“It was a shining light. You get crossroads in life
where things feel right, this felt right.”
“I was, still am and always will be an anxious person that battles to feel self-confident. Being born with a disability will take its toll on you. Losing your father, who supported you through that disability from birth, at 14 years old, had a massive effect on my life. Being involved in canoeing has enabled me to accept my disability, accept the loss of my father and accept the loss of my mother. An active body settles the active mind.
“It’s difficult when you are really down and depressed, I’ve been there three or four times in my life and they’re dark times that I’ll always be very aware of.
“When I started therapy in my late 30’s, with a great therapist called Mike Mythen, my first task was to get out the house in the morning and buy a paper 200 yards down the road.
“What I’ve learnt in such a short space of time
can be delivered back to the workplace”
“I could only just about get myself down to the shop, I didn’t even read the paper. I was in a place where I couldn’t even face going outside.”
Lessons for the workplace
Tim makes a clear point, “What I’ve learnt in such a short space of time can be delivered back to the workplace. It can hopefully help people become more self-aware to improve their home and work life.”
Tim currently provides motivational talks and workshops, working alongside his former employer Rimilia Limited.
“The ongoing support from companies like Rimilia is so important for the growth of an athlete. I am forever grateful for their belief in me and ongoing support.
“Companies are seeing the benefit of understanding my journey and applying these changes in areas of mental resilience, self-awareness, self-development, motivation, focus and teamwork.”
The general attitude towards mental health in the UK has undergone huge change in recent times. Once a taboo subject, Tim believes “mental illness can now be viewed in the same way as a physical illness”.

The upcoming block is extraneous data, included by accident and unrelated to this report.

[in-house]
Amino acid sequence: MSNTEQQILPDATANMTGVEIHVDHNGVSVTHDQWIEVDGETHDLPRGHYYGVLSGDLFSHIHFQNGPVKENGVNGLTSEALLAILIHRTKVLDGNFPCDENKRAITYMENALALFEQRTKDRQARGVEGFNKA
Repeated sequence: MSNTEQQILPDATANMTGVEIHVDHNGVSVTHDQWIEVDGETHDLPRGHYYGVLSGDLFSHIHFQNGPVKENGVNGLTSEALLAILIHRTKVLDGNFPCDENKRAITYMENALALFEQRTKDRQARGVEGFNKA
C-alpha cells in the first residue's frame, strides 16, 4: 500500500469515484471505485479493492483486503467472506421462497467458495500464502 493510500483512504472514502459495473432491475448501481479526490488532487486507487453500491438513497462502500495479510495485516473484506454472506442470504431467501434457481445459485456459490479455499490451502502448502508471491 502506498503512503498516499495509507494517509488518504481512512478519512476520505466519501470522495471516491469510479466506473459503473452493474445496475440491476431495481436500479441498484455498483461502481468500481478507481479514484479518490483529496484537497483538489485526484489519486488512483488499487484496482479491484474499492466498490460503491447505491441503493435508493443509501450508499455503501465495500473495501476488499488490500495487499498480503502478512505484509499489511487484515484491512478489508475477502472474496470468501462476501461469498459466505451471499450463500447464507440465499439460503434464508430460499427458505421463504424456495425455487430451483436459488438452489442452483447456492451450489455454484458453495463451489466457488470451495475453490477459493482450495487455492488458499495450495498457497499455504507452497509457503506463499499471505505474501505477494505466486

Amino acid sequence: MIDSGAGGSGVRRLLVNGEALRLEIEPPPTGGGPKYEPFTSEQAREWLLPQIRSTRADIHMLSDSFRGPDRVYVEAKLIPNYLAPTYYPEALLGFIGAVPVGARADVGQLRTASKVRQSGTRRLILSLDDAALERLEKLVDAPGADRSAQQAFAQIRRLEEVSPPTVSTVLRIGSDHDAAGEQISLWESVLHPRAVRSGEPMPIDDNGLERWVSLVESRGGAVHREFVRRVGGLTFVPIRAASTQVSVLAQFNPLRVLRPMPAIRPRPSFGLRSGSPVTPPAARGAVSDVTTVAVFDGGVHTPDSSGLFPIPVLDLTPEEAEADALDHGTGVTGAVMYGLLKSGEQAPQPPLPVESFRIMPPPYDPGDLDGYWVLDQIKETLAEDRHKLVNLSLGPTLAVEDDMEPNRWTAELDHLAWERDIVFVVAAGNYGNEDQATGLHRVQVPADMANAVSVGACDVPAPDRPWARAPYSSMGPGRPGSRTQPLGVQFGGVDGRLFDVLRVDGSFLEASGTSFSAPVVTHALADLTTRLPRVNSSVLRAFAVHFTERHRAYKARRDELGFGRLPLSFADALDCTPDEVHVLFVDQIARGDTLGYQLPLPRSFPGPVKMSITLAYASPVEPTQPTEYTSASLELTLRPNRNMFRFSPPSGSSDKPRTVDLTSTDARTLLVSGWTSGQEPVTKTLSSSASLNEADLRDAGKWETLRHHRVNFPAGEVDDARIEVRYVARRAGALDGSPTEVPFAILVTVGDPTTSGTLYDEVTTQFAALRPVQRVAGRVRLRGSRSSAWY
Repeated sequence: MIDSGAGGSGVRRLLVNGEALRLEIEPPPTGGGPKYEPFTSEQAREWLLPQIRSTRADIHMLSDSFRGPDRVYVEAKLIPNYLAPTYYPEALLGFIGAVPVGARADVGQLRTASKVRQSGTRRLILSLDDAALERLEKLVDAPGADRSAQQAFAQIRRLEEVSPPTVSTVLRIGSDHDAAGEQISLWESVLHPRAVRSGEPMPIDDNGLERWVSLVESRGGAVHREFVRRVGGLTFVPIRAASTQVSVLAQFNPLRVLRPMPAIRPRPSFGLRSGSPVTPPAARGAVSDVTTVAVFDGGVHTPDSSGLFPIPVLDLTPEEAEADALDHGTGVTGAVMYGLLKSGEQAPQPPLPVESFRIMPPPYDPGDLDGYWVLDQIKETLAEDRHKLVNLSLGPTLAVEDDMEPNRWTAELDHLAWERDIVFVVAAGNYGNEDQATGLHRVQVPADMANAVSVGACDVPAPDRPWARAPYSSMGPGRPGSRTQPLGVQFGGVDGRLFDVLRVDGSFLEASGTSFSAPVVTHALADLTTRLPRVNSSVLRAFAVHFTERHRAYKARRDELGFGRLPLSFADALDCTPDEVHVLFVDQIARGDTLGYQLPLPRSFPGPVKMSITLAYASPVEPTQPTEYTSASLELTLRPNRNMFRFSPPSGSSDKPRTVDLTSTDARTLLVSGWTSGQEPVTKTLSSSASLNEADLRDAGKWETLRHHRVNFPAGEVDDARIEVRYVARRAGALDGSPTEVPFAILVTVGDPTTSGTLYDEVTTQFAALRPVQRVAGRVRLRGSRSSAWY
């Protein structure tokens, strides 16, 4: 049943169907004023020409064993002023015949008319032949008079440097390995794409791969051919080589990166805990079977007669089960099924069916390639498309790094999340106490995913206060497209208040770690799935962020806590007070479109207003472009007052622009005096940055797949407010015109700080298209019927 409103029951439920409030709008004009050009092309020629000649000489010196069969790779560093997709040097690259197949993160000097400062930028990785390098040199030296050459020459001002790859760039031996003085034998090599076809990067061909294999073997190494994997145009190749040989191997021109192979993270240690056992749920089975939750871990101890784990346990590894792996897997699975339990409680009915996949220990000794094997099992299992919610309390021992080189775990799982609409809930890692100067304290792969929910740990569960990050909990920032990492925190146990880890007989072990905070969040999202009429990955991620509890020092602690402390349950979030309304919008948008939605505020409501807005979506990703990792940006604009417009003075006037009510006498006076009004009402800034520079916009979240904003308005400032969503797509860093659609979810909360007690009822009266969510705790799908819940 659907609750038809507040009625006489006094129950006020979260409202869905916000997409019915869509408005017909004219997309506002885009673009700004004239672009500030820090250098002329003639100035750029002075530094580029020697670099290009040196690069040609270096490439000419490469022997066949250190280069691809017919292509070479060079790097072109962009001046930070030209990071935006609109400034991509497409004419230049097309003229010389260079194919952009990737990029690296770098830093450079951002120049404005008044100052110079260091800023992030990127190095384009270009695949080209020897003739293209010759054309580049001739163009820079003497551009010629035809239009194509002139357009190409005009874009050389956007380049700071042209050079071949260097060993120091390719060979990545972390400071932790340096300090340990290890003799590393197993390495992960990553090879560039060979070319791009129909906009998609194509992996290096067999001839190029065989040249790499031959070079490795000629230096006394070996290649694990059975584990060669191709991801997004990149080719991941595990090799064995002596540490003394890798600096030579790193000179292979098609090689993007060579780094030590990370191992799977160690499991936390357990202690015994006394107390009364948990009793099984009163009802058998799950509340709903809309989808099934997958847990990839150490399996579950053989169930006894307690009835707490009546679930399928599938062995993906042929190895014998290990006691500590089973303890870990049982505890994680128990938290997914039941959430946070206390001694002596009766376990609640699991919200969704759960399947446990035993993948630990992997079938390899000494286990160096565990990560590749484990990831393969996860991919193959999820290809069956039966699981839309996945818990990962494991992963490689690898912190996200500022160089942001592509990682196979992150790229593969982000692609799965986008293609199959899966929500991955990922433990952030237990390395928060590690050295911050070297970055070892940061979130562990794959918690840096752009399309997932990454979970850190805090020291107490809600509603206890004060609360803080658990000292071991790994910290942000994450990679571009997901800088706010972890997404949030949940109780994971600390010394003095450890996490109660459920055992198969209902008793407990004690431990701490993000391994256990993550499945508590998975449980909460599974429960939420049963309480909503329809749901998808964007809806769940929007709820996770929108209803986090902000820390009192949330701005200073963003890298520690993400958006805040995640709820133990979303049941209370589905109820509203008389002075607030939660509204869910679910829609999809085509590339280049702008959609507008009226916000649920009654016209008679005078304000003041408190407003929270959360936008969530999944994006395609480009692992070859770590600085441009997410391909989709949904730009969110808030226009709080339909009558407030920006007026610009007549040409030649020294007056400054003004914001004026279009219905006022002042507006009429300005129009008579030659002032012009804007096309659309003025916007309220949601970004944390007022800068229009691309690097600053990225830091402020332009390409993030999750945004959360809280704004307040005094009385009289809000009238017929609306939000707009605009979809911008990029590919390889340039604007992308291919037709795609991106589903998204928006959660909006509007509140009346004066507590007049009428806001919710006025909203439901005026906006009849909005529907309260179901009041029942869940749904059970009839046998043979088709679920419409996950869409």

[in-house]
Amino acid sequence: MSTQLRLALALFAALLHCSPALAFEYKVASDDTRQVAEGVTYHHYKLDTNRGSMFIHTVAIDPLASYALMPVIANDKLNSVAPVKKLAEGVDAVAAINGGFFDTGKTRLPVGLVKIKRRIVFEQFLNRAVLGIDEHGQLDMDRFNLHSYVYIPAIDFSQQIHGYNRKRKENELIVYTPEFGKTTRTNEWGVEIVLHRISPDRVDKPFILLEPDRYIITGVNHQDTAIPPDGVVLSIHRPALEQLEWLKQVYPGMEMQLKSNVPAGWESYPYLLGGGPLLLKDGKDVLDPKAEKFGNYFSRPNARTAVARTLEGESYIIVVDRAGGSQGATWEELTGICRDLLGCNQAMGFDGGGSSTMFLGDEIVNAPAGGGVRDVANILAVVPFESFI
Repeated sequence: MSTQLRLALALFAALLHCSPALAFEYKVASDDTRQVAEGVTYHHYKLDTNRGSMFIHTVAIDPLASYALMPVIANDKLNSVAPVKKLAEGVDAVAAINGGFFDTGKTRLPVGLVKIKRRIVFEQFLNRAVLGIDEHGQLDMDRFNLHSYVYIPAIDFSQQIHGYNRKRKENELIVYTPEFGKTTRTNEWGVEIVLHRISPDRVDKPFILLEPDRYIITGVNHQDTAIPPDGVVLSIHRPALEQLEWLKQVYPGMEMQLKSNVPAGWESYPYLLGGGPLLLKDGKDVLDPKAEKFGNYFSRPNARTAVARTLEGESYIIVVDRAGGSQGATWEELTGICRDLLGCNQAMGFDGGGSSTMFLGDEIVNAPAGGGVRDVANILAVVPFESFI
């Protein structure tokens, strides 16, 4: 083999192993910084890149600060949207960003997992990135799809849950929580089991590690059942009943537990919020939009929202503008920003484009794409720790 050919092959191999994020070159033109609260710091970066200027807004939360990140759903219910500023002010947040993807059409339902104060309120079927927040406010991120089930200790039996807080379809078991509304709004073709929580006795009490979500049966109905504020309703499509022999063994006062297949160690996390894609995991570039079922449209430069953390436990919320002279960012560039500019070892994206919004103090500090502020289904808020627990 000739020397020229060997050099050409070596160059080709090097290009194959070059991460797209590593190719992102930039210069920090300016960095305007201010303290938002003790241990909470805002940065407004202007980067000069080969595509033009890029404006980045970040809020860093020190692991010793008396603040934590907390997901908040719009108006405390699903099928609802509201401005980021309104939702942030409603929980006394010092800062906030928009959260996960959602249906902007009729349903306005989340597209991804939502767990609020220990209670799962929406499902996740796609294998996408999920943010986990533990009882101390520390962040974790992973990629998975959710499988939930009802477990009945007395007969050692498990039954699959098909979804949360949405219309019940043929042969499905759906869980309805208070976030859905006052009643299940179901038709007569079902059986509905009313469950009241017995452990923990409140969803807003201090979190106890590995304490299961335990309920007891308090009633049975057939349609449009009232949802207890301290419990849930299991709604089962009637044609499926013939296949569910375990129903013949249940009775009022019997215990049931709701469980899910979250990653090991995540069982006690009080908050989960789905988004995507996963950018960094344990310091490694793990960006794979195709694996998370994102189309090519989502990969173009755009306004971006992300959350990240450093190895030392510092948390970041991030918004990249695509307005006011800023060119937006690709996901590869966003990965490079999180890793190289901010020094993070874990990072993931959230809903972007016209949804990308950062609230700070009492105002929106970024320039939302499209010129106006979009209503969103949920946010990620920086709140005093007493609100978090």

“Companies are seeing the benefit of understanding my journey
and applying these changes in various areas
including motivation, focus and teamwork”
He also believes sport has been vital in his battle with mental health. Tim was selected to represent his country for the first time at the World Cup in Duisburg in 2015. After a Bronze Medal in the Mens KL3 200M event, Tim finished 8th at the World Championships in Milan.
“I was so proud to represent my country and to win a medal with my mother, sister and Michelle there. It was fantastic to see them in the stands when I was on the podium; something I will cherish forever.”
A new focus
After the 2015 season, Tim chose to focus solely on canoeing. He moved away from his previous life, relocating to the high performance centre in Nottingham.
As well as having to adapt to the training schedule of an elite athlete, Tim faced the challenge of living on his own. Having always relied on friends and family for approval, it proved to be a huge test. However, Tim found support in his fellow athletes, coaching staff, and Paralympic Champion Emma Wiggs, who is a ‘great inspiration and dear friend.’
“I learnt a lot in my time within the fantastic GB set up and will take it on with me for many years to come.”
During his time in Nottingham, Tim was also the source of inspiration for the athletes around him. He won the Jonathan Broome Trophy two years running, an award voted for by athletes for the individual that demonstrated the core values of the program the most.
Yet after missing out on selection for the 2016 Rio Olympics, the depression set in again. Tim began to question himself, feeling anxious about his lack of performance.
Many may perceive not making the team a failure, but Tim knew there was still more to come.
“I believe that everything happens for a reason. As well as learning so much about high performance sport, my time there taught me to spend time in my own company, something I had never been able to achieve in my hometown.